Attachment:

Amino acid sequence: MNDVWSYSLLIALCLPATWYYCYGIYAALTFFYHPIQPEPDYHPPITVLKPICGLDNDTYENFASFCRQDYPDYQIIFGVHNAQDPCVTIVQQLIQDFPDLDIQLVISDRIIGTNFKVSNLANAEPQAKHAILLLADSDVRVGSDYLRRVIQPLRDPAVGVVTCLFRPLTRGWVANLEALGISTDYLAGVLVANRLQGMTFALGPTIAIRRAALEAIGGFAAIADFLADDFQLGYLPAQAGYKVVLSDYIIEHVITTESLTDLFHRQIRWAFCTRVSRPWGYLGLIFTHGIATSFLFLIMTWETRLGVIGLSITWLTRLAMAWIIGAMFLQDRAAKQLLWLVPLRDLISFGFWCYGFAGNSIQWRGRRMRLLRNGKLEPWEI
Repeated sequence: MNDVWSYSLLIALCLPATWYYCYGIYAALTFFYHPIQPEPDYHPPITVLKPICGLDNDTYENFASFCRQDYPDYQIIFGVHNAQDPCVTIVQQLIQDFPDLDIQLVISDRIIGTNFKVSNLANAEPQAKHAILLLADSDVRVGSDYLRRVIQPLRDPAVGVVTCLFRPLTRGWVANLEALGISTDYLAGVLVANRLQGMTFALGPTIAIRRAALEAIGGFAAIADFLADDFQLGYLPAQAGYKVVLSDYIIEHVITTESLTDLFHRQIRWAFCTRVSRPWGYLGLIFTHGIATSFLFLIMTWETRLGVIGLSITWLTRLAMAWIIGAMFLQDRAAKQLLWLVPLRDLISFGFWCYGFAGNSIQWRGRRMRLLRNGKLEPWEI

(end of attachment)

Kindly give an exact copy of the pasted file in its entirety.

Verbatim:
Amino acid sequence: MNDVWSYSLLIALCLPATWYYCYGIYAALTFFYHPIQPEPDYHPPITVLKPICGLDNDTYENFASFCRQDYPDYQIIFGVHNAQDPCVTIVQQLIQDFPDLDIQLVISDRIIGTNFKVSNLANAEPQAKHAILLLADSDVRVGSDYLRRVIQPLRDPAVGVVTCLFRPLTRGWVANLEALGISTDYLAGVLVANRLQGMTFALGPTIAIRRAALEAIGGFAAIADFLADDFQLGYLPAQAGYKVVLSDYIIEHVITTESLTDLFHRQIRWAFCTRVSRPWGYLGLIFTHGIATSFLFLIMTWETRLGVIGLSITWLTRLAMAWIIGAMFLQDRAAKQLLWLVPLRDLISFGFWCYGFAGNSIQWRGRRMRLLRNGKLEPWEI
Repeated sequence: MNDVWSYSLLIALCLPATWYYCYGIYAALTFFYHPIQPEPDYHPPITVLKPICGLDNDTYENFASFCRQDYPDYQIIFGVHNAQDPCVTIVQQLIQDFPDLDIQLVISDRIIGTNFKVSNLANAEPQAKHAILLLADSDVRVGSDYLRRVIQPLRDPAVGVVTCLFRPLTRGWVANLEALGISTDYLAGVLVANRLQGMTFALGPTIAIRRAALEAIGGFAAIADFLADDFQLGYLPAQAGYKVVLSDYIIEHVITTESLTDLFHRQIRWAFCTRVSRPWGYLGLIFTHGIATSFLFLIMTWETRLGVIGLSITWLTRLAMAWIIGAMFLQDRAAKQLLWLVPLRDLISFGFWCYGFAGNSIQWRGRRMRLLRNGKLEPWEI